Incorrect spellings of names and locations present a significant hindrance to the researcher. This problem is exacerbated when the ancestral family does not speak the language in which the records are written. I think there may be a few cases where I would have better chance of success if I were more familiar with how words were pronounced in the native language of my ancestors, particularly their names and the village or town in which they were born. Foreign language dictionaries and texts are one place to learn this information.
Read More Local and Regional History
Learning about the area where an ancestral family lives always offers the researcher insight into the day-to-day lives of our family members. This knowledge also can help to solve difficult research problems. One goal in 2005 is to read and learn more about some of the eras and locations in which my various families lived.
Review Old Problems
Regular readers of the Ancestry Daily News know that I have a few old problems that have plagued me for years. As 2005 begins, I will look some of these problems. In certain cases it may be a good idea for me to “restart” my work on these lines, beginning from scratch as much as possible. If I have not already done so, I should consider creating chronologies, maps, and timelines for the people and families involved in these problems. I should reread research guides to the locations where these people lived and see if any new materials have been published or developed that might be applicable to the problem.
Working on too many lines at one time will only confuse me. A better approach is to work on one location or ethnic group at a time. If I decide to focus on my wife's Swedish lineage, I would be better served by doing the Swedish data entry, the Swedish research, the reading about Swedish culture and history, and the learning about Swedish pronunciations at the same time. It can be terribly confusing working on several lines at the same time and the problem is only compounded when the families under study were living in different times in different places and speaking different languages.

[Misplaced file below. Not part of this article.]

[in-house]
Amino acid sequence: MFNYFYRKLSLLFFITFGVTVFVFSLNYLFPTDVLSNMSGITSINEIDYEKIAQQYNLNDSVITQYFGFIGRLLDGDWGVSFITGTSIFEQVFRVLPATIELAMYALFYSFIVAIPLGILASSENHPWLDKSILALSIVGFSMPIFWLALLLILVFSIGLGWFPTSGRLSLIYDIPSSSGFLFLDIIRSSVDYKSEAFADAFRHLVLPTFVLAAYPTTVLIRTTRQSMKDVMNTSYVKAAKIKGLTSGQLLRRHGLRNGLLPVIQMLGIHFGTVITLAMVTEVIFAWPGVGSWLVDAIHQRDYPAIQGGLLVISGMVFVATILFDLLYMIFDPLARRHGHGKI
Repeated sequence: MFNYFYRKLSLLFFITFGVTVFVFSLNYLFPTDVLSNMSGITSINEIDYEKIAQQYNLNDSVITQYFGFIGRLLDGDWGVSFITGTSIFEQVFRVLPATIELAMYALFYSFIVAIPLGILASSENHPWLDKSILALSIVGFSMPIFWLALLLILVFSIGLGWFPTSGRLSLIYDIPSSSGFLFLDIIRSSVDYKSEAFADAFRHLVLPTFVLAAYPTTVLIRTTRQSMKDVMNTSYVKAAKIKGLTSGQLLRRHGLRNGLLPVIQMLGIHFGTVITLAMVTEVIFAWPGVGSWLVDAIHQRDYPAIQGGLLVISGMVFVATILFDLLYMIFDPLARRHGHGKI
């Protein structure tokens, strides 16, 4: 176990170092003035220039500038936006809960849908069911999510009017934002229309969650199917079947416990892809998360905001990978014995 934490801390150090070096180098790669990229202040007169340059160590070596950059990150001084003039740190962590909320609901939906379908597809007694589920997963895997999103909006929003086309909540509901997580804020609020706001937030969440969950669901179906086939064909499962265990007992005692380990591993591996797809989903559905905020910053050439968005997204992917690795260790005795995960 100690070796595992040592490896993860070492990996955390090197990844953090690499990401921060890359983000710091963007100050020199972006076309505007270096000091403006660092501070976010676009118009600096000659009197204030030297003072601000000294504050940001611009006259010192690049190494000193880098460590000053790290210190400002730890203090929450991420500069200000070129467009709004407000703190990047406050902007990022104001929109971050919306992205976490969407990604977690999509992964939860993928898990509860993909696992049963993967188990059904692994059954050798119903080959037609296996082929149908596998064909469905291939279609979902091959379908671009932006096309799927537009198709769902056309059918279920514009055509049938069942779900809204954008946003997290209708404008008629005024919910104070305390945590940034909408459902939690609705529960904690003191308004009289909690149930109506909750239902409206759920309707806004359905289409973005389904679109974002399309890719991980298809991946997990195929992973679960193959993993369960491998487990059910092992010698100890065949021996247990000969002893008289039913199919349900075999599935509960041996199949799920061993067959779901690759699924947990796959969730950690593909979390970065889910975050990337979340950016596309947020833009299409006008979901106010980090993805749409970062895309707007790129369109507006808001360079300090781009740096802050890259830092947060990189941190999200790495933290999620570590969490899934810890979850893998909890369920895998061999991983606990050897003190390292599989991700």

Do Something Non-Genealogical
There is a world outside of genealogy. Sometimes this world includes our living family members. Reading a non-genealogy book, keeping in touch with other family members, and pursuing non-genealogical activities will make your family history search seem like less of a job and reduce your “genealogy stress level.” And the less stressed we are while researching, the more effective and the happier we are. And isn't that what it is all about!
Happy Hunting in 2005!
Michael John Neill is the Course I Coordinator at the Genealogical Institute of Mid America (GIMA) held annually in Springfield, Illinois, and is also on the faculty of Carl Sandburg College in Galesburg, Illinois. Michael is the Web columnist for the FGS FORUM and is on the editorial board of the Illinois State Genealogical Society Quarterly. He conducts seminars and lectures on a wide variety of genealogical and computer topics and contributes to several genealogical publications, including Ancestry Magazine and Genealogical Computing. You can e-mail him at email@example.com or visit his website at www.rootdig.com, but he regrets that he is unable to assist with personal research.
Copyright 2004, MyFamily.com.
Used by the author on his website with permission.